This is evidence against the null hypothesis. Interpretation Of A P‐Value
µ0=20 X = 24 A p‐value is the observed level of significance for our X
For this example, the p‐value = 0.0139
Interpretation: It is the probability of observing a value ofX=24 or greater if the null hypothesis is true. It is calculated asP(X>24) with μ=20 and X =1.818. Meaning: If H0 is true, we would observe a value of or greater only about 1 time in 100. X=24
Translation: We have extremely strong evidence against the null hypothesis.
Decisions reached with both the p‐value approach and the classical approach are the same. 3 2/7/2011 New Topic Moving beyond the z‐distribution
(Chapter 8, pages 310‐312) (1) Strict definition of z (Chapter 8):
X / n (a) z has one shape: standard normal
(b) z is centered at zero.
(c) z has standard deviation one. (d) As long as is given, i.e., known,
X can be converted to z.
(In fact, this is what we just did.) Moving beyond the z‐distribution
(continued) (2) Q: In what situations did we use z?
A: Making probability statements about .
Hypothesis tests. (3) (a) In practical situations, we do not have . (b) We must use its estimate, which is the sample standard deviation s. (c) If s replaces in the z formula, then the formula is really no longer z! 4 2/7/2011 Moving beyond the z‐distribution
This image cannot currently be display ed. (4) Q: What is: X -
(5) Q: Is there a relationship between t and z?
The relationship depends on the magnitude of n.
Notice the t and z formulas. As n increases, s begins to resemble better.
t becomes z. Moving beyond the z‐distribution
This image cannot currently be display ed. Here’s what we have so far: z X-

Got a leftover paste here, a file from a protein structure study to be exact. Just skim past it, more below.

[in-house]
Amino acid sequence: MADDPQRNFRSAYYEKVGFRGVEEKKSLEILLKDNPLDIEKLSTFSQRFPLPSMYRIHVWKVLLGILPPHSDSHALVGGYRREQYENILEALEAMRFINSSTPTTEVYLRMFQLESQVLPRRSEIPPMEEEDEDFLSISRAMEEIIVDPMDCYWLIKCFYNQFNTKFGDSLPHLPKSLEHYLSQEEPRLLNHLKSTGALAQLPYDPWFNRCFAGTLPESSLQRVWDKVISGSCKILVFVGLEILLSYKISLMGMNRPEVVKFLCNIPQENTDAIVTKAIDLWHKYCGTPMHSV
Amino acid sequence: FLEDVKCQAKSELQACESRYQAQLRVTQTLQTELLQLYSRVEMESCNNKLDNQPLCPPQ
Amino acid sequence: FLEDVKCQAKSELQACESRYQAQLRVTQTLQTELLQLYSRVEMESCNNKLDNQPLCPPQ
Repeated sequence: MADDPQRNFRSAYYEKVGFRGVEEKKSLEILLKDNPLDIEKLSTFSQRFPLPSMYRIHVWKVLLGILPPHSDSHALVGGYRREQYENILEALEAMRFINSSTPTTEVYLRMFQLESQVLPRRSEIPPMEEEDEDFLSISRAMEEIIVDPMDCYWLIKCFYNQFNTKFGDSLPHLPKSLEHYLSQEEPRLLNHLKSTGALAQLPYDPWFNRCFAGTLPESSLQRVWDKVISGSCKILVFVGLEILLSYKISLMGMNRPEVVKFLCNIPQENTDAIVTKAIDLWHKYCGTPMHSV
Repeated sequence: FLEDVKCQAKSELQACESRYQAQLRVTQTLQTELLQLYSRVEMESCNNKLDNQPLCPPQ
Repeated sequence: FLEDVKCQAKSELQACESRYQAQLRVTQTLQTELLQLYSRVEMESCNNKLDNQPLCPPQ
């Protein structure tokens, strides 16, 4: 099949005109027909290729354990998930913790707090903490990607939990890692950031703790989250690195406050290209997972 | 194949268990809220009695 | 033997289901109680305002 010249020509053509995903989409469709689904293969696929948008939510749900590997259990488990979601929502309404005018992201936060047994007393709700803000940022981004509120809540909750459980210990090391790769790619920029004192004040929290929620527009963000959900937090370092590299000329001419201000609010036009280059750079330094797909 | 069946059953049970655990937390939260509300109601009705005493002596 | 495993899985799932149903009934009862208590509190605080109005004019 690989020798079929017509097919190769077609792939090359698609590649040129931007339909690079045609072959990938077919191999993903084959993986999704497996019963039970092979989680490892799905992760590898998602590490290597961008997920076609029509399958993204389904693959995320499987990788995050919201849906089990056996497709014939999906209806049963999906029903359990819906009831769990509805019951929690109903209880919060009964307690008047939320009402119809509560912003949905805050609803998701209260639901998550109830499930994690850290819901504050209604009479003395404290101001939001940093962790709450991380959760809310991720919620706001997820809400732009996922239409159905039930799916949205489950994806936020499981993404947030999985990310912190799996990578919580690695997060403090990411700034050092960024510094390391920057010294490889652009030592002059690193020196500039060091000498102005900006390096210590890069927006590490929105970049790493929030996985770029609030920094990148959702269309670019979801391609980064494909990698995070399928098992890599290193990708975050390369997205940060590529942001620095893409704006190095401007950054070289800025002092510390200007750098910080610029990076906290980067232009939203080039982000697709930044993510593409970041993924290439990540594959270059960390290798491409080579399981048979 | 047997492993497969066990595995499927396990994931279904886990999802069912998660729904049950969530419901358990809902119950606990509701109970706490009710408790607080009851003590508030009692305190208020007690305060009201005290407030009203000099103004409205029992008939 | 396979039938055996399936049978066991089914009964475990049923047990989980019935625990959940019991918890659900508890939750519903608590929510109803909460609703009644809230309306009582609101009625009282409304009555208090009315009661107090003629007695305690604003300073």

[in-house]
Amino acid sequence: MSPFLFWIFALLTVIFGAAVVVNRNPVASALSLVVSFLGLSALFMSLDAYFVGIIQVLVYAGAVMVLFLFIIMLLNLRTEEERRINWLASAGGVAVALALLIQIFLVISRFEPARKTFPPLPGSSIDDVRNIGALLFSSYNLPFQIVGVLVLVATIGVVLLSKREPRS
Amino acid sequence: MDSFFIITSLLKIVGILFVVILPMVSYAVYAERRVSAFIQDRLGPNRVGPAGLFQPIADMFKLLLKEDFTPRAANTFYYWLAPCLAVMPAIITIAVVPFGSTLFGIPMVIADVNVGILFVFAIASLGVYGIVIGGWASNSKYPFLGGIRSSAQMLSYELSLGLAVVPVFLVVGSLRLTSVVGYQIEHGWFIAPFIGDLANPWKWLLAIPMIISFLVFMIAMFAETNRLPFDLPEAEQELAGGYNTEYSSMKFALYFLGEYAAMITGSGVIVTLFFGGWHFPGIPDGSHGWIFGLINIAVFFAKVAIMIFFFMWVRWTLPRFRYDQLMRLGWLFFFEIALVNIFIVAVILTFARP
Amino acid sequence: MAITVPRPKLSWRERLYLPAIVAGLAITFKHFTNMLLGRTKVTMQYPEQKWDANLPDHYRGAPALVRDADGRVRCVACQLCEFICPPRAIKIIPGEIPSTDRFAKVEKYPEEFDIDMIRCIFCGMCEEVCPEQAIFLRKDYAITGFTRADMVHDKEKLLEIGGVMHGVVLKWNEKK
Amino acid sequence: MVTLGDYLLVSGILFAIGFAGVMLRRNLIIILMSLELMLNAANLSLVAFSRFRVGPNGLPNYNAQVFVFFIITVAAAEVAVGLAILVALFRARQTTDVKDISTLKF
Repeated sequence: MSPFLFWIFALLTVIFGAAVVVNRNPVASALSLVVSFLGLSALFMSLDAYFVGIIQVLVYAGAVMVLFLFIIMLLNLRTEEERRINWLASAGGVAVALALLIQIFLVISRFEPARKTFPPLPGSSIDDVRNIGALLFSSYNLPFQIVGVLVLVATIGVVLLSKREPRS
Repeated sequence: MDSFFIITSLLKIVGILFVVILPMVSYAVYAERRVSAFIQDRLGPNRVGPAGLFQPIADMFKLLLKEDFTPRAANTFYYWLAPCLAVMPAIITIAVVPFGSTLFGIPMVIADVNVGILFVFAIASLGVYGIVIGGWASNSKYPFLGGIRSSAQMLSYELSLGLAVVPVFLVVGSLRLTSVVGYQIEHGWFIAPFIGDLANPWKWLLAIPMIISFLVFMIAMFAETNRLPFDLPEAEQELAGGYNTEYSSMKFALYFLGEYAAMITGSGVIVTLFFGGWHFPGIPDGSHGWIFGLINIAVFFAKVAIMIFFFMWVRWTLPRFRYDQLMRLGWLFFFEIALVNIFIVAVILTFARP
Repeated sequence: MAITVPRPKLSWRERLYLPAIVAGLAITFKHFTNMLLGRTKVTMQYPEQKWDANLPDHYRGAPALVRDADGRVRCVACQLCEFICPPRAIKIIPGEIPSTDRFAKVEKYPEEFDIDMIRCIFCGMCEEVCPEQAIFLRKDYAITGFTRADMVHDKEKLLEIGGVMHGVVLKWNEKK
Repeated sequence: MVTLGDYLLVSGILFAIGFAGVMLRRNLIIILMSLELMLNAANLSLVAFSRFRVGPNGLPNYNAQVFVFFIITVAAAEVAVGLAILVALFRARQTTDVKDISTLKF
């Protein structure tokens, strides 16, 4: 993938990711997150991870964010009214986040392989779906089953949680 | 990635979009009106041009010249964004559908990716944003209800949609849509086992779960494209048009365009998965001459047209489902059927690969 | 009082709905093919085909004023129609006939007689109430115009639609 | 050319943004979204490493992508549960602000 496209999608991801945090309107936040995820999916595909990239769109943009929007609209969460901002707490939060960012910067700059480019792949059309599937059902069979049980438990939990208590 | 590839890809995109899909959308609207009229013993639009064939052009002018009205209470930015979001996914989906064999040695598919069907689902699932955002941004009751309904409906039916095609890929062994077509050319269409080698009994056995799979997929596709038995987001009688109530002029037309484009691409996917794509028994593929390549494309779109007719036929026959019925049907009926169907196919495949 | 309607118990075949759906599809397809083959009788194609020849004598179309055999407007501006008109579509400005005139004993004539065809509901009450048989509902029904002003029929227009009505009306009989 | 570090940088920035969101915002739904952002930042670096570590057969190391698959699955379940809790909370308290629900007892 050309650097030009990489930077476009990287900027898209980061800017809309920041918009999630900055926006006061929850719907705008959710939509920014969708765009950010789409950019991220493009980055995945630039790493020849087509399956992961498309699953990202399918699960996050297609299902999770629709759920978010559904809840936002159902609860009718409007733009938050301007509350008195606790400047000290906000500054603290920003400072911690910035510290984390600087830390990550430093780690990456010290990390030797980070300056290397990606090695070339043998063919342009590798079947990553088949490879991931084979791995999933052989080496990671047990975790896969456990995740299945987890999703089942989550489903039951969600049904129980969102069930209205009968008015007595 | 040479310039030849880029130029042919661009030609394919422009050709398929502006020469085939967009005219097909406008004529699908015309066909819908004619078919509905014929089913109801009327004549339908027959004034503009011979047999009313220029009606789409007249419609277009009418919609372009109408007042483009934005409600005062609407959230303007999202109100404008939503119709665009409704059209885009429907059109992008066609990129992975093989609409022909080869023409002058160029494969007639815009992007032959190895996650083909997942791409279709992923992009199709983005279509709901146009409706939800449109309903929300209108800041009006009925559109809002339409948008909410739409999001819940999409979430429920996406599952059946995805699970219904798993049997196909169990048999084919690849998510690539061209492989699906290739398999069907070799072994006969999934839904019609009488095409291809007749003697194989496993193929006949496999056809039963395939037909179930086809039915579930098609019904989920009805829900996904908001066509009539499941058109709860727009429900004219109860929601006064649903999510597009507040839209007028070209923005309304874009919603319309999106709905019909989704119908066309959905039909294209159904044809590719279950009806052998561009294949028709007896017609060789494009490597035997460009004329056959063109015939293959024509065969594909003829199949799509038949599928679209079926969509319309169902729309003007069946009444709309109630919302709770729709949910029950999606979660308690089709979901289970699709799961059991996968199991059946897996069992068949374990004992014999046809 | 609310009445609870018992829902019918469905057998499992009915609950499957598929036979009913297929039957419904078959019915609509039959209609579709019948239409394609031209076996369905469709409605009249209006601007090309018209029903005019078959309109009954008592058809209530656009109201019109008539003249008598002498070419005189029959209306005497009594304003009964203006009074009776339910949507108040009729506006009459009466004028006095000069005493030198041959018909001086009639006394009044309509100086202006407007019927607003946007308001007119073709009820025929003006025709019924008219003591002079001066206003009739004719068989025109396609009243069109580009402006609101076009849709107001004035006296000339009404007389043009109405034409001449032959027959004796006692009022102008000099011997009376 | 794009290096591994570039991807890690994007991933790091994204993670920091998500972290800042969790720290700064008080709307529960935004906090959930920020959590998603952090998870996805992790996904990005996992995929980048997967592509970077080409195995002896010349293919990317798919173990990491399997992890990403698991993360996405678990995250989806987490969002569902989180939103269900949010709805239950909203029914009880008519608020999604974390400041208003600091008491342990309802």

X / n t = X -
n As n increases, s begins to resemble better, t becomes z. (6) Let’s apply Points (1)‐(4) from the previous two slides and develop a set of pictures for t. Moving beyond the z‐distribution (continued)
(6) Pictures of t, continued ...
(a) Shape: a number of shapes, depending on something called degrees of freedom (df): df=n‐1 (See p. 311.)
(b) Centered at zero; symmetrical about zero.
(c) t is flatter and more spread out than the z curve for small values of n; t becomes more like z as n → .
This image cannot currently be display ed. 5 2/7/2011 Moving beyond the z‐distribution (continued)
(7) Each curve reports tail area probabilities () and corresponding t‐values (t) (in Appendix D on page 766 of the text) for a variety of different sample sizes, i.e., for different n.
This image cannot currently be display ed. (8) If I am given n (or df) and , I can find t.
df t0.10 t0.05 t0.025 t0.01 t0.005 1 6.314 12.706
19 1.729 2.093 1000 1.282 1.646 1.962 2.330 2.581 z 1.282 1.645 1.960 2.326 2.576 Moving beyond the z‐distribution (continued)
This is the same as the bottom of the previous slide.
1 6.314 12.706
19 1.729 2.093 1000 1.282 1.646 1.962 2.330 2.581 z 1.282 1.645 1.960 2.326 2.576
This image cannot currently be display ed. e.g., Given: n 2 .05 df t 20 .05
z .05 6 ...